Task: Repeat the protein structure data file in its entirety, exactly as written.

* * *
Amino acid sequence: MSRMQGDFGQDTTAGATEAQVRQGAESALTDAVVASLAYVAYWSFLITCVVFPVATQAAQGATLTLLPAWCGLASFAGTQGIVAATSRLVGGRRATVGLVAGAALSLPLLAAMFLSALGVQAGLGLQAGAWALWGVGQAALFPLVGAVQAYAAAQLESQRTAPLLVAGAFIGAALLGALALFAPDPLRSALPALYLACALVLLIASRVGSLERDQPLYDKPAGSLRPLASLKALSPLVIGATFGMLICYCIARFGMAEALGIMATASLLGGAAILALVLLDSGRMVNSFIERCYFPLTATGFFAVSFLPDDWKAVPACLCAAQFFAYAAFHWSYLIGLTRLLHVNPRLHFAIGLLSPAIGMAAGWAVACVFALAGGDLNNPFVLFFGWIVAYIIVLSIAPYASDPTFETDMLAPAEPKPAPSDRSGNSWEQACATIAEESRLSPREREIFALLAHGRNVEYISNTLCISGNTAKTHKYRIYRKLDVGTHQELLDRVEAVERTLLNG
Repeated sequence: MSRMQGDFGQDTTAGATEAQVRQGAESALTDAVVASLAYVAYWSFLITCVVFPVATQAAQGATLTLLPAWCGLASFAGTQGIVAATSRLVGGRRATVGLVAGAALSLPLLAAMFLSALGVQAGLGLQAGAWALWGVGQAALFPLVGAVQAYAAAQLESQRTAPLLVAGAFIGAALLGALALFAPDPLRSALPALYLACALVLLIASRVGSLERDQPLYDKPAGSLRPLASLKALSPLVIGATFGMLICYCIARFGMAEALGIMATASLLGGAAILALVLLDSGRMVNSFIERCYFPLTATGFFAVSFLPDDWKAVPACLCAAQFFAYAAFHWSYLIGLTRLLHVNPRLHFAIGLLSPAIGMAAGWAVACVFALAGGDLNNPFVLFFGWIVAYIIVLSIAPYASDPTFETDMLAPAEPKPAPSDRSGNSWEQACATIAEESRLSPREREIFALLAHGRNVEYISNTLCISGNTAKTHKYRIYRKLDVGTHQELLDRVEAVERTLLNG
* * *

Amino acid sequence: MSRMQGDFGQDTTAGATEAQVRQGAESALTDAVVASLAYVAYWSFLITCVVFPVATQAAQGATLTLLPAWCGLASFAGTQGIVAATSRLVGGRRATVGLVAGAALSLPLLAAMFLSALGVQAGLGLQAGAWALWGVGQAALFPLVGAVQAYAAAQLESQRTAPLLVAGAFIGAALLGALALFAPDPLRSALPALYLACALVLLIASRVGSLERDQPLYDKPAGSLRPLASLKALSPLVIGATFGMLICYCIARFGMAEALGIMATASLLGGAAILALVLLDSGRMVNSFIERCYFPLTATGFFAVSFLPDDWKAVPACLCAAQFFAYAAFHWSYLIGLTRLLHVNPRLHFAIGLLSPAIGMAAGWAVACVFALAGGDLNNPFVLFFGWIVAYIIVLSIAPYASDPTFETDMLAPAEPKPAPSDRSGNSWEQACATIAEESRLSPREREIFALLAHGRNVEYISNTLCISGNTAKTHKYRIYRKLDVGTHQELLDRVEAVERTLLNG
Repeated sequence: MSRMQGDFGQDTTAGATEAQVRQGAESALTDAVVASLAYVAYWSFLITCVVFPVATQAAQGATLTLLPAWCGLASFAGTQGIVAATSRLVGGRRATVGLVAGAALSLPLLAAMFLSALGVQAGLGLQAGAWALWGVGQAALFPLVGAVQAYAAAQLESQRTAPLLVAGAFIGAALLGALALFAPDPLRSALPALYLACALVLLIASRVGSLERDQPLYDKPAGSLRPLASLKALSPLVIGATFGMLICYCIARFGMAEALGIMATASLLGGAAILALVLLDSGRMVNSFIERCYFPLTATGFFAVSFLPDDWKAVPACLCAAQFFAYAAFHWSYLIGLTRLLHVNPRLHFAIGLLSPAIGMAAGWAVACVFALAGGDLNNPFVLFFGWIVAYIIVLSIAPYASDPTFETDMLAPAEPKPAPSDRSGNSWEQACATIAEESRLSPREREIFALLAHGRNVEYISNTLCISGNTAKTHKYRIYRKLDVGTHQELLDRVEAVERTLLNG